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Triple tax advantaged Roth! (sort of)

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  • Triple tax advantaged Roth! (sort of)

    2017 was the first year we did a dependent care FSA. My husband had $5k withheld from paychecks spread out over the year and submitted the receipt from daycare proving we spent more than $5k total, then got a check for $5k of income which was not subject to income tax.

    As soon as it was deposited we put $5500 into his Roth via the backdoor, where of course it will not be taxed for dividends nor capital gains. So most of his Roth contribution for this year was essentially triple tax advantaged! I'm calling it a win. Too bad $5k is the family limit so we couldn't both do it.

  • #2
    ...what?

    You're suggesting people make Roth IRA contributions and use FSAs made available to them by their employers?

    I mean, sure, obv one should do that in any case, but...what about the remainder of the $6,000 you can contribute to IRAs for 2017?

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    • #3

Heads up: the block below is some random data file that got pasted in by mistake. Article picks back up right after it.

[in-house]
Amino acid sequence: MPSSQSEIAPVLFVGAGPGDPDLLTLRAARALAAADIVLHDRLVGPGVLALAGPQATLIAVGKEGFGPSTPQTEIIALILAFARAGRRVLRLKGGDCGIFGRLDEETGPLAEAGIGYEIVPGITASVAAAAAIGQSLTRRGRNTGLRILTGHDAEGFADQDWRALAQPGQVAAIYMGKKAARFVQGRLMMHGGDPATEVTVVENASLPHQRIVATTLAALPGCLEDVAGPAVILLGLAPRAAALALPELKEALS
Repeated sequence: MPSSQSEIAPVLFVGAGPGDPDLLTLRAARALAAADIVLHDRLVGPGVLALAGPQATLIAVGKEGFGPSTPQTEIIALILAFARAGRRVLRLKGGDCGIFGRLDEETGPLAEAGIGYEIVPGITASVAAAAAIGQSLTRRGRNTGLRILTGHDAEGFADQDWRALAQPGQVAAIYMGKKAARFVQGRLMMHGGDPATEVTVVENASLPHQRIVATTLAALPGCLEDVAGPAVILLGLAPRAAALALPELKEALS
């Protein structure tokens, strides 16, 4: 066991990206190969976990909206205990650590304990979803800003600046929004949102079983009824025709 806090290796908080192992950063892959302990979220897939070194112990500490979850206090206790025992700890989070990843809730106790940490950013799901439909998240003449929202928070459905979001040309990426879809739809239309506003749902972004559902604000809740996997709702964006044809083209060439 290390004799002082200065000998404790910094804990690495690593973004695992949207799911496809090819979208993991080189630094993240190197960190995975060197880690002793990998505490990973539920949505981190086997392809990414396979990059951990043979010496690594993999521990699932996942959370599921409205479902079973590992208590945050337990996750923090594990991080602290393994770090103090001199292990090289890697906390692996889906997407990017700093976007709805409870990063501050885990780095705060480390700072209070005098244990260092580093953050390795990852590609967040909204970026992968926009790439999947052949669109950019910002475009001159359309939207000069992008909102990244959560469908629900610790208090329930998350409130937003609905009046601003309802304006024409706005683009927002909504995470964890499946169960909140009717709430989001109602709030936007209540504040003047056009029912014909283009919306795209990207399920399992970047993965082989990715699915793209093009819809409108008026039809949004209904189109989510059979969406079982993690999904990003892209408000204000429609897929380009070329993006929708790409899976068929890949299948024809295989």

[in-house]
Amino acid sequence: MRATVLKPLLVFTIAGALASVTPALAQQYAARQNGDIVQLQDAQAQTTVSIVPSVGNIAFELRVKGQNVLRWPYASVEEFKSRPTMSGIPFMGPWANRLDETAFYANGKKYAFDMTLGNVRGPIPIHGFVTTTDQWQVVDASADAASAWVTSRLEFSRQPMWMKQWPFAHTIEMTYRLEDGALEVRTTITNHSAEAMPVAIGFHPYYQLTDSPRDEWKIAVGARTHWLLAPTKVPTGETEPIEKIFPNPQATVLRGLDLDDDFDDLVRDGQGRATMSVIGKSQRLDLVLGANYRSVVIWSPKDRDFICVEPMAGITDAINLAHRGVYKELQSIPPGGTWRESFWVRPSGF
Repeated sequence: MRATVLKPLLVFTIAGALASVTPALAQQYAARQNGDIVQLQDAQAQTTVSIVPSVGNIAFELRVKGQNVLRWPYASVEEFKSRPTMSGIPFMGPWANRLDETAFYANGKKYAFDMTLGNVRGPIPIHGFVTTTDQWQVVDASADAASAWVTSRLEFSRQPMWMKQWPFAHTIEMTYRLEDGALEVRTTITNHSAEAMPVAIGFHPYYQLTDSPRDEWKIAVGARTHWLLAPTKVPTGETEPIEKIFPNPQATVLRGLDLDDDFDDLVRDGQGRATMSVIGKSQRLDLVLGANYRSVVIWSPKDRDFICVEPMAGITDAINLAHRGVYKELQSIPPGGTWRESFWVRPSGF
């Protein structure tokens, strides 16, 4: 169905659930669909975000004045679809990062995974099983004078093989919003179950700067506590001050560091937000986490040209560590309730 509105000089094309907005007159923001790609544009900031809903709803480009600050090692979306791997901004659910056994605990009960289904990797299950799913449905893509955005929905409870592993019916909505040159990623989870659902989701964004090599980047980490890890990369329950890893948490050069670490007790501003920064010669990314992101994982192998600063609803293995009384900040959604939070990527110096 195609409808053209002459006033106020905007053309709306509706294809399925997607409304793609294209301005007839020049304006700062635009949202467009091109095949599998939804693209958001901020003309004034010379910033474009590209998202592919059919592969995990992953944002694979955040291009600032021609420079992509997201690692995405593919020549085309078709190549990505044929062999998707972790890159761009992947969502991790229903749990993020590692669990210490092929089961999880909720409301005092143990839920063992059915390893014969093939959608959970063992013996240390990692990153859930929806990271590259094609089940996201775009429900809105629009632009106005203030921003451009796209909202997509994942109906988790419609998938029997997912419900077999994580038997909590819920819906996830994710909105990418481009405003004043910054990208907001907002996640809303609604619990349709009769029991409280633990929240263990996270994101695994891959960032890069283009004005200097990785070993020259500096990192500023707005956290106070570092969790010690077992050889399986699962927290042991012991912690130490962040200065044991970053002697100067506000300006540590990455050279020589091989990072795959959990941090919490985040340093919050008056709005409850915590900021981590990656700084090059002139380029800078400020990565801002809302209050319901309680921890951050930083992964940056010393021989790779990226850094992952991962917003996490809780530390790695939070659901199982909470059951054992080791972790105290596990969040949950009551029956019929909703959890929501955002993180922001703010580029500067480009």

…what?

      You’re suggesting people make Roth IRA contributions and use FSAs made available to them by their employers?

      I mean, sure, obv one should do that in any case, but…what about the remainder of the $6,000 you can contribute to IRAs for 2017?
      Click to expand...


      Of course. We just did the Roth right after we got that check, so it *felt* like we put pre-tax money into the Roth.

      We already did my Roth the first week of Jan.

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      • #4




        2017 was the first year we did a dependent care FSA. My husband had $5k withheld from paychecks spread out over the year and submitted the receipt from daycare proving we spent more than $5k total, then got a check for $5k of income which was not subject to income tax.

        As soon as it was deposited we put $5500 into his Roth via the backdoor, where of course it will not be taxed for dividends nor capital gains. So most of his Roth contribution for this year was essentially triple tax advantaged! I’m calling it a win. Too bad $5k is the family limit so we couldn’t both do it.
        Click to expand...


        Sounds like a smart idea for those with kids.  If we ever end up with kids I'll remember to look into this.  Thx!

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        • #5
          Not really triple tax advantaged. You're just using the tax advantage you get from the FSA and attributing it to the Roth.

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